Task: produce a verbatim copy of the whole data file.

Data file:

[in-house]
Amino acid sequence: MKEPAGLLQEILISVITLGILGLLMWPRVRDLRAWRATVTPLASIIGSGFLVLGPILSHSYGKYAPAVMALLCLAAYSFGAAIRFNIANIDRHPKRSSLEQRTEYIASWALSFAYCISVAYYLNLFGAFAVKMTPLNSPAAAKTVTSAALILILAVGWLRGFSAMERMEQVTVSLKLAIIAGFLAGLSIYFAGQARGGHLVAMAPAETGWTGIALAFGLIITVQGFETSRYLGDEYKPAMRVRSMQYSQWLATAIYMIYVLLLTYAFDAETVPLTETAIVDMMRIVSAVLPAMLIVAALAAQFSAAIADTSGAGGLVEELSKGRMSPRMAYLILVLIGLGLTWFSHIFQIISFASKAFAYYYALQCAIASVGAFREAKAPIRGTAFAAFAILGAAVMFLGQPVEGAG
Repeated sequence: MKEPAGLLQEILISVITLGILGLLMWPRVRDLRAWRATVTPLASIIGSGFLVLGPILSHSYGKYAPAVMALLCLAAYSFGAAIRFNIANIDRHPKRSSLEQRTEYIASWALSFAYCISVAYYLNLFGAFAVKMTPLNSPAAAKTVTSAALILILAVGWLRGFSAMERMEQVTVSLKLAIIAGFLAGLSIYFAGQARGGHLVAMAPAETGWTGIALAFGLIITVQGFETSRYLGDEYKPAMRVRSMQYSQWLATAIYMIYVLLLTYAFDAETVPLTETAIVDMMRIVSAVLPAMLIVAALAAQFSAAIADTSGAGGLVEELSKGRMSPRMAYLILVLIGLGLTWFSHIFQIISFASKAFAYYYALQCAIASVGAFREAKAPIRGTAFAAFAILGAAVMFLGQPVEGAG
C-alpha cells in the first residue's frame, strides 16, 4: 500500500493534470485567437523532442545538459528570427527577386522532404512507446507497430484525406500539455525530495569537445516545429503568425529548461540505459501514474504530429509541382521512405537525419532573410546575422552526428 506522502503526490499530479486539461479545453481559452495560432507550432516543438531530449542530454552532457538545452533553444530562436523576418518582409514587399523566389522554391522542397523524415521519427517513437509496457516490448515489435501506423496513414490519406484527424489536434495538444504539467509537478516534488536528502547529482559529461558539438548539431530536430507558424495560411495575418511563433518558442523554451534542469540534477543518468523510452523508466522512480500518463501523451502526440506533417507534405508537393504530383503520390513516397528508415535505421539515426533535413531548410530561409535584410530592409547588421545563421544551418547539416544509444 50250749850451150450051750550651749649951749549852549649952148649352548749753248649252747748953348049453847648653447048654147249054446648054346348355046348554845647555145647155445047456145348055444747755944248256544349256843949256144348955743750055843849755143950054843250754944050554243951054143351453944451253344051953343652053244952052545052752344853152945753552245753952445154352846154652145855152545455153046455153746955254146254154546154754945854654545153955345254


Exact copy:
[in-house]
Amino acid sequence: MKEPAGLLQEILISVITLGILGLLMWPRVRDLRAWRATVTPLASIIGSGFLVLGPILSHSYGKYAPAVMALLCLAAYSFGAAIRFNIANIDRHPKRSSLEQRTEYIASWALSFAYCISVAYYLNLFGAFAVKMTPLNSPAAAKTVTSAALILILAVGWLRGFSAMERMEQVTVSLKLAIIAGFLAGLSIYFAGQARGGHLVAMAPAETGWTGIALAFGLIITVQGFETSRYLGDEYKPAMRVRSMQYSQWLATAIYMIYVLLLTYAFDAETVPLTETAIVDMMRIVSAVLPAMLIVAALAAQFSAAIADTSGAGGLVEELSKGRMSPRMAYLILVLIGLGLTWFSHIFQIISFASKAFAYYYALQCAIASVGAFREAKAPIRGTAFAAFAILGAAVMFLGQPVEGAG
Repeated sequence: MKEPAGLLQEILISVITLGILGLLMWPRVRDLRAWRATVTPLASIIGSGFLVLGPILSHSYGKYAPAVMALLCLAAYSFGAAIRFNIANIDRHPKRSSLEQRTEYIASWALSFAYCISVAYYLNLFGAFAVKMTPLNSPAAAKTVTSAALILILAVGWLRGFSAMERMEQVTVSLKLAIIAGFLAGLSIYFAGQARGGHLVAMAPAETGWTGIALAFGLIITVQGFETSRYLGDEYKPAMRVRSMQYSQWLATAIYMIYVLLLTYAFDAETVPLTETAIVDMMRIVSAVLPAMLIVAALAAQFSAAIADTSGAGGLVEELSKGRMSPRMAYLILVLIGLGLTWFSHIFQIISFASKAFAYYYALQCAIASVGAFREAKAPIRGTAFAAFAILGAAVMFLGQPVEGAG
C-alpha cells in the first residue's frame, strides 16, 4: 500500500493534470485567437523532442545538459528570427527577386522532404512507446507497430484525406500539455525530495569537445516545429503568425529548461540505459501514474504530429509541382521512405537525419532573410546575422552526428 506522502503526490499530479486539461479545453481559452495560432507550432516543438531530449542530454552532457538545452533553444530562436523576418518582409514587399523566389522554391522542397523524415521519427517513437509496457516490448515489435501506423496513414490519406484527424489536434495538444504539467509537478516534488536528502547529482559529461558539438548539431530536430507558424495560411495575418511563433518558442523554451534542469540534477543518468523510452523508466522512480500518463501523451502526440506533417507534405508537393504530383503520390513516397528508415535505421539515426533535413531548410530561409535584410530592409547588421545563421544551418547539416544509444 50250749850451150450051750550651749649951749549852549649952148649352548749753248649252747748953348049453847648653447048654147249054446648054346348355046348554845647555145647155445047456145348055444747755944248256544349256843949256144348955743750055843849755143950054843250754944050554243951054143351453944451253344051953343652053244952052545052752344853152945753552245753952445154352846154652145855152545455153046455153746955254146254154546154754945854654545153955345254